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Islam and the West

The Limits of Freedom of Religion

Series:

Hana Sadik El-Gallal

Religious Intolerance is on the rise. Debating religious freedom often means debating «West» versus «Islam». This book challenges crucial stereotypes around this issue. It explores the scope of the right to freedom of religion in the International Treaties and Declarations and investigates why this right creates misunderstandings and misconceptions that often lead to intolerance and discrimination in countries of various political, social, and cultural backgrounds.
Islam and the West attempts to find reasons for the rise of religious intolerance. The author looks at the limitation of the religious symbols law in France and the anti-terrorism measures in the USA; she discusses also Religious minorities and Apostasy in Saudia Arabia and Egypt. Furthermore, she calls for extending the scope, asking questions such as: How do societies deal with different religions and beliefs? How could and do they find ways of reconciling their conflicting demands while protecting human worth? How can universal values be found and established?
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3. Conclusion

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The increased importance of religious minorities and the increased religious conflict and violence poses new challenges for the international community. Mainly, religious discrimination generates a failure of recognition of stigmatized persons as citizens, and that the so-called cultural neutrality of the state contributes to their negative symbolic delineation and to their alienation as regards state and society. Freedom of religion is a fundamental human right protected by international law and all states are obligated to respect and protect this right. Freedom of religion or belief is as important to the sanctity and dignity of the human person as it is to the recognition, protection, and maintenance of a free and democratic state. It is predominantly religious minorities who continue to suffer the worst forms of human rights abuses. Today, intolerance of religious diversity has perhaps surpassed racial prejudice as the primary motivation behind human rights violations. The International Instruments are the guidelines to combat these violations.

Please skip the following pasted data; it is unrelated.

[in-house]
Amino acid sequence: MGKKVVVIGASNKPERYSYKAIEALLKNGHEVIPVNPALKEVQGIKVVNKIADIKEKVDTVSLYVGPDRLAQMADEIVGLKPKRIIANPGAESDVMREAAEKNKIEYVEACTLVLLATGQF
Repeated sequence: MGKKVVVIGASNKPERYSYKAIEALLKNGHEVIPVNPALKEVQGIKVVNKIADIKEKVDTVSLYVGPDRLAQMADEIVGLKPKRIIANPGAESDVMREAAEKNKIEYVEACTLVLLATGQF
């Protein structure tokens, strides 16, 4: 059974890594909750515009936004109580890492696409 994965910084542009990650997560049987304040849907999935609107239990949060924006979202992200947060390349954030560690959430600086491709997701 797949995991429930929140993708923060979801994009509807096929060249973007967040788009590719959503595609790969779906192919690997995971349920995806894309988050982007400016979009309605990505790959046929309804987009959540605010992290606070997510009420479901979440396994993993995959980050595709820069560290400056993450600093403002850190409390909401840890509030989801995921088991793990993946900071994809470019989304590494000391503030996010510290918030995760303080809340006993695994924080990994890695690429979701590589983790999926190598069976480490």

The Universal Declaration of Human Rights notes that “all human beings are born free and equal in human rights” and that each is “endowed with reason and conscience.” It defends the right of every human being to worship and to practice religious faith according to the dictates of conscience. All member states should be committed to eliminate discrimination against people of faith in all fields of civil, political, economic, social and cultural life. Article 18 of the Universal Declaration and Article 18 of the ICCPR are the basic provisions in the international...

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